I am so scared for my brother. He was diagnosed with SZ 8 years ago. I remember seeing his symptoms and his sudden change in life when he was first diagnosed. He has been through so many obstacles since then. It started when he went to jail and they figured out he has a nuerobiological brain disorder/ SZ. He was then sent to a different state for intensive in-patient help. Then he was moved to a nursing home for 4 years. It was very structured and he seemed okay. He then got involved with a program to get him on his feet, on his own. He has his own apartment and was doing great for 2 years. Just recently he’s had relapses over the last 9 weeks and has been in and out of the hospital 5 times. He has been threatening his own life. This last time he was admitted he actually cut himself. He has been in psychosis. I try to comprehend what he is going through…not feeling in control of his thoughts and I can’t even imagine how hard it is. We are a very close family and have been trying to help him all we can. They deem him sane and we do not have guardianship or power of attorney. Therefor it is VERY difficult to help him. My sister was finally able to get him to sign a release of information so we can talk to the Dr. I am so ANGRY at how difficult it is to help someone that clearly cannot make good decisions for themselves because of “laws”. He is an adult. This is my baby brother, the baby of the family and we would never put him in harms way and will do anything we can to help him get through this. At this point we are thinking of hiring an attorney to gain guardianship or power of attorney and help make the right decisions. Has anyone else had to do this?
I’m very sorry that this is happening to your family. I haven’t done that, but I think you are taking a step in the right direction by doing so. For now just have him hospitalized and make sure he takes his medications or change them if they are not functioning the way they should.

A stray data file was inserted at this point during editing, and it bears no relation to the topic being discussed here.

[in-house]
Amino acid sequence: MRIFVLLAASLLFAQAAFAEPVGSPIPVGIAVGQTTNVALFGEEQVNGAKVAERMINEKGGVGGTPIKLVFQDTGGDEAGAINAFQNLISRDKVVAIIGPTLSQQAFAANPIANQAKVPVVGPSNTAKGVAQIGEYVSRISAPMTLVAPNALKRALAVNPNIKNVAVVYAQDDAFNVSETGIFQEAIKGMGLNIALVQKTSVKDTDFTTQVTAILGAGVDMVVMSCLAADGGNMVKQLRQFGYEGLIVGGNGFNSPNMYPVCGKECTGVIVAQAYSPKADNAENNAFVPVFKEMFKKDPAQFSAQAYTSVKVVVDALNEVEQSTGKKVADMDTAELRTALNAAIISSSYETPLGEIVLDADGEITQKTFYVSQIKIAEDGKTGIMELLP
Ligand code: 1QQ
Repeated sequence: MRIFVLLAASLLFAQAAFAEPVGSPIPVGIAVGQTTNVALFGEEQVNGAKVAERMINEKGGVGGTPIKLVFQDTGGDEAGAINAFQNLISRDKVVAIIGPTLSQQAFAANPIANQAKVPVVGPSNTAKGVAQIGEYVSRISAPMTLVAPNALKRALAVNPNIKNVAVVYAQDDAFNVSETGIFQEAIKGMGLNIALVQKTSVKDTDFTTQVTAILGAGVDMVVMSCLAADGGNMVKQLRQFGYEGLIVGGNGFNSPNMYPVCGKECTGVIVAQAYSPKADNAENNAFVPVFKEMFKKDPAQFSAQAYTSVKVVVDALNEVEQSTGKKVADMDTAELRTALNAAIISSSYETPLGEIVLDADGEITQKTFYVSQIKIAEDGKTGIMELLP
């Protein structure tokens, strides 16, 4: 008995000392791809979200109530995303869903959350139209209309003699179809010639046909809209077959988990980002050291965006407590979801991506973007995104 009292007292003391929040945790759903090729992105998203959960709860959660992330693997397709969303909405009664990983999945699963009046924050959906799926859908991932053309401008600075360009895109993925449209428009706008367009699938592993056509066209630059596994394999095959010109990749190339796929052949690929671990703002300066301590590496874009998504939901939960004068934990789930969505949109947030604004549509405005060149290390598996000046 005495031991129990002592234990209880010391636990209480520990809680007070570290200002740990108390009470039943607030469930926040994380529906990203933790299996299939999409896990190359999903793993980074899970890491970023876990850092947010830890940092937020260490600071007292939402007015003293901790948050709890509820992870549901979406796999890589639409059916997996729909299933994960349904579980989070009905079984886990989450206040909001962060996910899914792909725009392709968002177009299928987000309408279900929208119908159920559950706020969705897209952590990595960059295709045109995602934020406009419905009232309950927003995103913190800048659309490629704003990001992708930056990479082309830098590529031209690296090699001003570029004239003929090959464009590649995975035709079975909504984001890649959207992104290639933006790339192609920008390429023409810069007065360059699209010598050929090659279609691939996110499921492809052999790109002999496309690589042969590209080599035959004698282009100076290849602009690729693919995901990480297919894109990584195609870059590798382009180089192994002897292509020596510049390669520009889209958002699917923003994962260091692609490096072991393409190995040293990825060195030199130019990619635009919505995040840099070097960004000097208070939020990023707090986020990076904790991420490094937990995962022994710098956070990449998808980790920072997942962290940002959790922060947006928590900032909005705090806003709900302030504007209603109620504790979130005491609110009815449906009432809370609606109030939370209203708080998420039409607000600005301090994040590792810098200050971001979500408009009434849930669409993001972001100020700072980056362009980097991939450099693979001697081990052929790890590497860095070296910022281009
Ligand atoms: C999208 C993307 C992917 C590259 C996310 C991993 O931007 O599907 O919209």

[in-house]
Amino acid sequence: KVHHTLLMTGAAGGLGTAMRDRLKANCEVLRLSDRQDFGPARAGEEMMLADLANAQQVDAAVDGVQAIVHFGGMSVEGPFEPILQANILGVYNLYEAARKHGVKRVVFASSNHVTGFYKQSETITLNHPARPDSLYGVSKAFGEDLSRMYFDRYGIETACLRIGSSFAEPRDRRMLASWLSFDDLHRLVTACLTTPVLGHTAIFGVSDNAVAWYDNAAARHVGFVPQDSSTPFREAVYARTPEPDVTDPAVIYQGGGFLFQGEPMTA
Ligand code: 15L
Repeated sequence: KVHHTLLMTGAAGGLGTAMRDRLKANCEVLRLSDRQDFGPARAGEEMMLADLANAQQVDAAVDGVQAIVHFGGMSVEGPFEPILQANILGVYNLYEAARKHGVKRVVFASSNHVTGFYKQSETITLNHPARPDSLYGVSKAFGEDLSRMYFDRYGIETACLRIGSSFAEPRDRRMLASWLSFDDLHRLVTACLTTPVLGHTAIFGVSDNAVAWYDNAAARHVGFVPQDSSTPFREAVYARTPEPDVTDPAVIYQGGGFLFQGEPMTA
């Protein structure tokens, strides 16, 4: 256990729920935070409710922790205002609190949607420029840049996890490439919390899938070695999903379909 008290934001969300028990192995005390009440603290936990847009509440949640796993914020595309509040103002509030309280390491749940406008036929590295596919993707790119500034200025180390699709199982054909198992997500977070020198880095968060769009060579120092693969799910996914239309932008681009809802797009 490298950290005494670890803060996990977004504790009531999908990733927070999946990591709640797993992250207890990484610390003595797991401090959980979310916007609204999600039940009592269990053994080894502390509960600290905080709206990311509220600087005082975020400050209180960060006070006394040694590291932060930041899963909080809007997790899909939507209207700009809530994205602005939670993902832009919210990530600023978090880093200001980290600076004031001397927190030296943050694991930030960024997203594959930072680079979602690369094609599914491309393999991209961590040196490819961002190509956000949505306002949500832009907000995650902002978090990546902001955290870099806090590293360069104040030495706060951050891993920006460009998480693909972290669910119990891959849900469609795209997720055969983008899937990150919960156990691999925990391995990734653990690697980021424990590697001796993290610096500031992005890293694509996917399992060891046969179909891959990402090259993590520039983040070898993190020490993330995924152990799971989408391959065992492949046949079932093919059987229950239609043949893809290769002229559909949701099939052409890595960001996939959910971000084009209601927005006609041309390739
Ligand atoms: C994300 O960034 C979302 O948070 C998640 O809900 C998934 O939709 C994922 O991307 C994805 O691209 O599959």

I just went through the guardianship process. I am in MT. I was able to gain temporary based on emergent circumstances and have a court date in March to establish full permanently. In my case, it is possible that my son will contest this. I found the process quite easy based on my son’s severe disability that I was able to document, but it is expensive. Although it has allowed me access to work with his providers, it does limit some things, like my son’s refusal of medication. I cannot make him take meds.
I am so sorry for your struggle and for his. I am glad he has you there to assist him and advocate on his behalf.
So sayeth we all.
Best to you and your family.
We have guardianship but my son still refuses to take medication. We try to slip in enough to keep him somewhat stable but it is a no win situation. He will never gain insight that way. It’s just a bandaid to get us through Christmas, then the winter and so it goes.
I’ve paid good money to hear doctors say " you are between a rock and a hard place." It is pathetic and we have every right to be angry.
If you don’t mind saying, how much has it cost you?
I’d like to know for future reference just in case.
Maybe I need to start putting together an emergency fund.
$75 court fee The state took him to court or waived it because he wasn’t here. Last year he convinced his old Pdoc to not fill scripts and even though he talked to us, he eventually stopped seeing the doctor. This doctor suggested guardianship and he was the 2nd doctor to do so. He was so debilitated we had to help him eat and bathe at that time at times. As in take him to the bathroom, turn on the shower, help him get in. Give him clothes to wear.